PhotonLab, Inc. is developing a novel photosensor technology and a family of products under the brand ABALONE  in the field of light detection and radiation monitoring, for use in academic research in fundamental sciences, homeland security and medical imaging.

The ABALONE Technology was specifically invented for inexpensive mass-production of large area photosensors.

The invention of a photosensor configuration that could satisfy the unusual set of requirements imposed by the mass-production technology proved to be particularly challenging. The ABALONE Photosensor comprises only 3 components, all made of glass or fused silica (or a dielectric crystal). Most of my colleagues are surprised, if not even shocked, when they learn that there are no electrodes, no feedthroughs, no ceramics, and no silicon among the ABALONE components! In a rater non-trivial way, that has been necessary for our continuous-line production, which is based on the standard thin-film deposition technology. Consequently, an ABALONE photosensor may be produced at a very small fraction of the cost of a photomultiplier tube (PMT), while the innovative  ABALONE flat-panel integration into large-area detectors is even more cost- effective.


  1. Fundamental Science: Low-cost and High-quality Large-area photosensors. Detection of Rare Phenomena and Particles in Nuclear, Particle and Astro-Particle Physics.
  2. Functional Medical Imaging: Low-Dose PET Scanners; Gamma Cameras.
  3. Homeland Security: Ultrasensitive Modular Radiation Detectors.

The value of the novel ABALONE Photosensor Technology lies in its superior performance and cost- effectiveness in comparison to standard photomultiplier tubes. This should enable the IceCube Cosmic

Neutrino Experiment (South Pole site)—currently our lead customer/partner—to construct an unprecedentedly large and sensitive next-generation detector, and open a ‘new window to the Universe.’ The specific goal of this project has been to develop the Tandem-ABALONE Detector Module to enable a tenfold extension of the IceCube neutrino experiment. The extremely low temperature and high pressure within the 2450 m deep holes in ice at the IceCube site require profound modifications of the baseline design, which present a significant technological challenge. The most disruptive modification to the baseline concept is in the voltage reversal – Tandem-ABALONE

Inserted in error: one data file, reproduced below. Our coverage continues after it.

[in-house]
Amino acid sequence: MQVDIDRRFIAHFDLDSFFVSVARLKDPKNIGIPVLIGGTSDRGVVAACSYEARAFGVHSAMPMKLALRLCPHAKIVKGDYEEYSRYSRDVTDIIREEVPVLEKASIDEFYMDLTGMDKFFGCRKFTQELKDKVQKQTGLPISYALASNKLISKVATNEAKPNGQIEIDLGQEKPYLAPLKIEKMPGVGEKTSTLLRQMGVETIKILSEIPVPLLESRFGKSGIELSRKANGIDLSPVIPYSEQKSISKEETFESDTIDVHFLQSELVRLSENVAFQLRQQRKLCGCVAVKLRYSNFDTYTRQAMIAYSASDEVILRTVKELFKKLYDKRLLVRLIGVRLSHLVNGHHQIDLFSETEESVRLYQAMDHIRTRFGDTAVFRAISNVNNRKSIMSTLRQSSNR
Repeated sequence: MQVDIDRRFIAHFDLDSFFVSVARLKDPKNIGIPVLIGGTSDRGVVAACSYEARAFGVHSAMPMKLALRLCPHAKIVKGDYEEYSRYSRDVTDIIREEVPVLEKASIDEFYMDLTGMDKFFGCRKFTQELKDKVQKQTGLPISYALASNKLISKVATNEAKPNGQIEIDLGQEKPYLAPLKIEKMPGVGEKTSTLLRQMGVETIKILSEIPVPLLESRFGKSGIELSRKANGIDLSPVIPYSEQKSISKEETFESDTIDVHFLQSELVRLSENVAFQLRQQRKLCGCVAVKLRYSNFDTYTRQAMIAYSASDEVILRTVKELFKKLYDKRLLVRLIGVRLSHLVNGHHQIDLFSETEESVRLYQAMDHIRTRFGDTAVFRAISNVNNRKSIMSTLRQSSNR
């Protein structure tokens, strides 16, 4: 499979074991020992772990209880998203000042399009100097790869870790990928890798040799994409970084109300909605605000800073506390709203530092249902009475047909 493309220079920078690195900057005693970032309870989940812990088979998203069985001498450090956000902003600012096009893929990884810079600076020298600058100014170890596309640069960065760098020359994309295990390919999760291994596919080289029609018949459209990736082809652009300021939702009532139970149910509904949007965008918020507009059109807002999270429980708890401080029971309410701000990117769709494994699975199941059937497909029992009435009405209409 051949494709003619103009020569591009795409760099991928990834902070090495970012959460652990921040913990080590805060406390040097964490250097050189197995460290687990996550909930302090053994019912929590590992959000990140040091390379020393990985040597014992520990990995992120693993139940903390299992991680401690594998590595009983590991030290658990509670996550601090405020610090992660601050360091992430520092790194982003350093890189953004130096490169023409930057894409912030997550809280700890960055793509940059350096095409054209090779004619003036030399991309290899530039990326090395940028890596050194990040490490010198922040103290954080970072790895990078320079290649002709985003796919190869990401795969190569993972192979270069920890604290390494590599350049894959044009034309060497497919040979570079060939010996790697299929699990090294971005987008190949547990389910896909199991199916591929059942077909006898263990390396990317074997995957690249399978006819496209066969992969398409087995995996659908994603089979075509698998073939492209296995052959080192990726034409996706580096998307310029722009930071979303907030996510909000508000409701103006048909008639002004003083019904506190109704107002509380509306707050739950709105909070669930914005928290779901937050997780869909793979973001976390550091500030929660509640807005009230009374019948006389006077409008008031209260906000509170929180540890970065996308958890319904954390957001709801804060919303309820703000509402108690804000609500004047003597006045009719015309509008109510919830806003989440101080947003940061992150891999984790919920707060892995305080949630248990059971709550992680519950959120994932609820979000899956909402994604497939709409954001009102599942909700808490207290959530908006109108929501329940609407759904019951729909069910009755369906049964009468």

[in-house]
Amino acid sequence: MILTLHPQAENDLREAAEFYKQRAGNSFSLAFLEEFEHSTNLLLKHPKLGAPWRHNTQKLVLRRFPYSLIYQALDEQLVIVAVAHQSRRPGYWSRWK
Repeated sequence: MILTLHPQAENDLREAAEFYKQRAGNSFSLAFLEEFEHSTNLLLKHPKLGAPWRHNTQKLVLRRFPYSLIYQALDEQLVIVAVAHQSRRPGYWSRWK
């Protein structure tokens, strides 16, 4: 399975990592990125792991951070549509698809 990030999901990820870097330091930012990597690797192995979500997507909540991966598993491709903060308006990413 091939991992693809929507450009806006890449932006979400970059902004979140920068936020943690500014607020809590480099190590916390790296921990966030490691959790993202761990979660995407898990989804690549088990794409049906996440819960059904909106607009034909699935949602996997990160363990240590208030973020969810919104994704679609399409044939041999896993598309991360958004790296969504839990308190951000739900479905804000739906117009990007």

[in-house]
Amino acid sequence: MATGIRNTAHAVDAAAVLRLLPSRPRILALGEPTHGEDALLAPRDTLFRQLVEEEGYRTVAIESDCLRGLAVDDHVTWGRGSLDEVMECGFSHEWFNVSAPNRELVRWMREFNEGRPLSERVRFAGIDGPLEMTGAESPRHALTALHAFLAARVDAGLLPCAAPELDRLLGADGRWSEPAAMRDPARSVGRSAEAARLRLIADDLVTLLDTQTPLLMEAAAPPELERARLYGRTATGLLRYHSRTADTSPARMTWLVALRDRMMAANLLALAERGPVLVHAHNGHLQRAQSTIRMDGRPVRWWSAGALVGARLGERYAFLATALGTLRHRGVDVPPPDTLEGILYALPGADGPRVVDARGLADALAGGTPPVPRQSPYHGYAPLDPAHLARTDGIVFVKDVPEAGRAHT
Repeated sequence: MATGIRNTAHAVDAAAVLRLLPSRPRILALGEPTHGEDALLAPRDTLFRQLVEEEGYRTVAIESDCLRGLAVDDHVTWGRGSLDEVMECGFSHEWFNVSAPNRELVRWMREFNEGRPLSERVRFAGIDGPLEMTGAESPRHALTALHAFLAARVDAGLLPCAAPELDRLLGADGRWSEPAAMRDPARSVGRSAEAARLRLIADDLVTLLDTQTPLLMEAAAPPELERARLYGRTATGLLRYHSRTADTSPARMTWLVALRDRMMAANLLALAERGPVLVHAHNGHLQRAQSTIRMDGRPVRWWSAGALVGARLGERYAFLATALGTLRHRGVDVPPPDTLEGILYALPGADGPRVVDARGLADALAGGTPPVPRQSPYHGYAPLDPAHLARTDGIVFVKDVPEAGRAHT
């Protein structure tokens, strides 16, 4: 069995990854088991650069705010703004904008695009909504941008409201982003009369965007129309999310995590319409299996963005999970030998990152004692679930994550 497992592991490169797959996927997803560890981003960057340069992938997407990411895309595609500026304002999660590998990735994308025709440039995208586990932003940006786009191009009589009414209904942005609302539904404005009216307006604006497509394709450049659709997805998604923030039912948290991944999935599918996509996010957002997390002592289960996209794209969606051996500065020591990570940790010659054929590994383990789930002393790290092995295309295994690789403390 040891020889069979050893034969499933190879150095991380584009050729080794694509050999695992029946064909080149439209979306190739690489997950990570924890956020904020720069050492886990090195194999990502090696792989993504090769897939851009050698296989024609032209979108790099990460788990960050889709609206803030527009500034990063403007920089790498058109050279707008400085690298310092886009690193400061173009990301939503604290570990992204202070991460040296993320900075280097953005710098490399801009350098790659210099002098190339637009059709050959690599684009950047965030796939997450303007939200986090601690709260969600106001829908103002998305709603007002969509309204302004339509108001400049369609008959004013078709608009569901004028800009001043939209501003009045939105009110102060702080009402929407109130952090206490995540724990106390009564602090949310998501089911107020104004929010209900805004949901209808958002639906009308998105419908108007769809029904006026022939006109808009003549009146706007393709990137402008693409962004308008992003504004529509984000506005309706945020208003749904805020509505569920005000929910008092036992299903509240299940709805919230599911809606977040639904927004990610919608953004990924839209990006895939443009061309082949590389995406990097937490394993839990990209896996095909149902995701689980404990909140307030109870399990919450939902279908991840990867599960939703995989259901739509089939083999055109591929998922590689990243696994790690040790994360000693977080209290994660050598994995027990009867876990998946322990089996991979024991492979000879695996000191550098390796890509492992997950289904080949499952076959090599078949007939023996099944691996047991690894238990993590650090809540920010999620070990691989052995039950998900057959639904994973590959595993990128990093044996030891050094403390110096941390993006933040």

Detector Modules should be electrically grounded on the outside, which poses a particularly challenging multi-faceted technical hurdle. Some of the main technical challenges are:

  • Since the outside surface is electrically grounded, the center must be maintained at high voltage.
  • It is thus necessary to displace the two Geiger-mode Avalanche Photodiodes (G-APDs) from the Windowlets in the center to a grounded and shielding area, at the periphery of the sensor.
  • Photons produced in the Windowlets will have to be optically conducted to the G-APDs by suitably constructed Light Guides.
  •  Given the narrow spacing between the two back-to-back oriented ABALONE units in the Tandem configuration, as well as the passage of the electrostatic flux through the light guides, their design will be highly non-trivial. No conductive reflector surfaces are allowed in this environment.
  • The high voltage should be generated within that narrow spacing.
  • All elements comprising a Tandem unit as well as all of their connections should be thermally stable down to about -600 C (Antarctic ice).

UC Davis Lab Website- http://ferenc.physics.ucdavis.edu/WebSite1/

%d bloggers like this: